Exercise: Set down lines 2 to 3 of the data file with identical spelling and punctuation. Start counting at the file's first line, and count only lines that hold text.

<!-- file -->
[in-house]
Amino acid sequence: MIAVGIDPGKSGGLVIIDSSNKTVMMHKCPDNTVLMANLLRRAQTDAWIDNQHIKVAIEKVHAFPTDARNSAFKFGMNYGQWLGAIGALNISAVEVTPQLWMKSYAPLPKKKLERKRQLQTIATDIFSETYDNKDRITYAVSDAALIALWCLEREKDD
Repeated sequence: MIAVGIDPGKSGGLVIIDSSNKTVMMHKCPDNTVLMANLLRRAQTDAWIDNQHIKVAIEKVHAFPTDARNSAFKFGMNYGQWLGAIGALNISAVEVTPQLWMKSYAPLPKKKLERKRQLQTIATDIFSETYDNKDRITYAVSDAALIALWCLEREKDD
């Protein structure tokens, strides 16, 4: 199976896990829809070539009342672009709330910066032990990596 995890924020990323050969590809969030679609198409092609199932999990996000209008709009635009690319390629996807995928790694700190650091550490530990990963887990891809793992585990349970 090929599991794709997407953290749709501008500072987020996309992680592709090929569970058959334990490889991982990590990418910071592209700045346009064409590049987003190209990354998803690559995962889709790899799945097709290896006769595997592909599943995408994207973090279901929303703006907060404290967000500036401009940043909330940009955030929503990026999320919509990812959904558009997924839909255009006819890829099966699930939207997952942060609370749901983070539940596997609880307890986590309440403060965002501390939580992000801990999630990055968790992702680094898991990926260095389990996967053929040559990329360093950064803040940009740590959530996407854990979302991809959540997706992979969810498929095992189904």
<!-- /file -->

Amino acid sequence: MIAVGIDPGKSGGLVIIDSSNKTVMMHKCPDNTVLMANLLRRAQTDAWIDNQHIKVAIEKVHAFPTDARNSAFKFGMNYGQWLGAIGALNISAVEVTPQLWMKSYAPLPKKKLERKRQLQTIATDIFSETYDNKDRITYAVSDAALIALWCLEREKDD
Repeated sequence: MIAVGIDPGKSGGLVIIDSSNKTVMMHKCPDNTVLMANLLRRAQTDAWIDNQHIKVAIEKVHAFPTDARNSAFKFGMNYGQWLGAIGALNISAVEVTPQLWMKSYAPLPKKKLERKRQLQTIATDIFSETYDNKDRITYAVSDAALIALWCLEREKDD